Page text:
Extreme Eleven and Beyond
Dave MacLeod, 29, of Fort William, Scotland, is the top contender for the title of world's best all-around climber -- not just because he has a fat tick list of top-end grades, but because he has also established first ascents at this high-end level.
Dave MacLeod, 29, of Fort William, Scotland, is the top contender for the title of world’s best all-around climber — not just because he has a fat tick list of top-end grades, but because he has also established first ascents at this high-end level.
In September, MacLeod made a trip to England’s Lakes District to attempt Dave Birkett’s celebrated climbs. Birkett, the other contender for Britain’s boldest climber, has established a slew of hard trad lines (See Breaking News, No. 163), some of which had gone years without a repeat. The speculation among elite climbers of the genre was that these climbs were probably under-rated. The hype didn’t seem to affect MacLeod, however, and he quickly dispatched with three of Birkett’s testpieces, including what is arguably the hardest, If 6 Were 9 (E9 6c).
You do it all, but what is your favorite style of climbing?
Putting up new routes.
What’s the allure of difficult, dangerous trad?
The hardest and most dangerous climbs are the most meaningful, but they come at a cost most rock climbers wouldn’t dare to pay. All climbers find their own balance of cost and reward.
How do you prepare for these routes?
I think about scenarios emerging, the routes I’m trying and why I’m doing them. I like to think I don’t miss many of the cues and clues that inform safe ascents of dangerous routes.
Ever get scared?
All the time. The scariest thing I do is abseil. Descending regularly from trad belays, especially in winter mountaineering situations, is goddamn dangerous. I get it over with as quickly as possible.
Do you ever feel you’re taking it too far?
Yes, a couple of times. But less and less as I keep learning more about where my limits are.
Any close calls?
The grass brushed the hat off my head on a 50-foot headfirst dive some years ago. Close enough, I reckon.
Dave Birkett is Britain’s other celebrated headpointer. You just repeated some of his hardest routes. How do they compare to Rhapsody or other hard trad lines you’ve done?
I found Dave’s hardest route If 6 Was 9 harder than any other trad routes I’ve repeated in the U. K. Rhapsody was a different thing for me, though. I had to spend way longer on that than anything else.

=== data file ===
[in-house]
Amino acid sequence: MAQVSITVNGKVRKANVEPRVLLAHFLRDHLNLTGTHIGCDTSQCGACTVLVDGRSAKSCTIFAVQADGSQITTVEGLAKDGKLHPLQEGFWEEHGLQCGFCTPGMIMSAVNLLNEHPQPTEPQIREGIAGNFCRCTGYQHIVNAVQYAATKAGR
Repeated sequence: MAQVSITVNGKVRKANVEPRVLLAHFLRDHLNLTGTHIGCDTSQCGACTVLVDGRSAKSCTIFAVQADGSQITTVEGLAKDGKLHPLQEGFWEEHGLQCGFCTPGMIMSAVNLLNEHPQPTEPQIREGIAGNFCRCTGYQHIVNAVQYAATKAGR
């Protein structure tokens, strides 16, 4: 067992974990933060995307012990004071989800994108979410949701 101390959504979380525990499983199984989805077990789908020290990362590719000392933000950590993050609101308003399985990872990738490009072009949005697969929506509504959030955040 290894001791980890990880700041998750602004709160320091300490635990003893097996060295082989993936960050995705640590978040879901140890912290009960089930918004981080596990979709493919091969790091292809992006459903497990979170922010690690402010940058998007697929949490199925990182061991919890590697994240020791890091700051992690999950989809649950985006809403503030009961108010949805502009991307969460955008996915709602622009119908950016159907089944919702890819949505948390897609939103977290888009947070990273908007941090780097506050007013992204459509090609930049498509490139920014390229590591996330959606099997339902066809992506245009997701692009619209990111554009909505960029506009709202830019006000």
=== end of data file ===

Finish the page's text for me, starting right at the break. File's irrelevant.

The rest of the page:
When Dave did If 6 Was 9 in 1992 I think he had broken new ground with a very hard route for that time — way above anything else around. It’s exceptional that he’s managed to keep producing so many really tough and scary routes since then. But Dave really loves rock climbing and he loves the Lakes so much. I think he’s just driven by a love for the lines on the cliffs, nothing more.
Have you climbed in the U.S.?
Not yet, hopefully soon.
Any American climbers you admire?
Dave Graham. I like how open and honest he is. He’s got passion for climbing and thoughts about it and he’s not scared to tell you them. He’s got something to say, you know, something to contribute.
What are your ultimate aspirations as a climber?
I want to feel like I have squeezed every bit of my ability to get up the hardest routes possible, giving everything I have. Much better to surprise yourself with just how far you can go on so little ability and strength, than to surprise yourself with how much you had in reserve doing nothing.
Top Five for MacLeod
(All in Scotland)
BOULDERING: Sanction (V13), Dumbarton Rock (FA). It’s like a horizontal maze of 3-D movement confusion. Beautiful!
SPORT CLIMBING: Metalcore (5.14c), The Anvil (FA). My friend Dave Cubby’ Cuthbertson thought the giant Anvil boulder looked like it had been dropped from outer space into this remote forest in the sea lochs of Argyll. This roof kept us visiting for four years.
TRAD: Rhapsody (E11, or 5.14c X), Dumbarton Rock (FA). Sometimes I’d climb it perfectly and fall off the last move. Other times I felt strong, but I’d just hit a hold a tiny bit the wrong way, and once again I’d be flying down the wall, screaming “TAAAAKE!” [MacLeod took nine 70-foot falls on this route.]
MIXED: The Hurting (XI, or M10 X), Coire an t’Sneachda (FA). Scottish winter climbing is like chess. That’s what I like — you need patience not to move too quickly, even when you are scared.
DRY TOOLING: 2 Fast 2 Furious (M12), Birnam Quarry (second asent). A massive upside-down trip in a cave. What more can I say?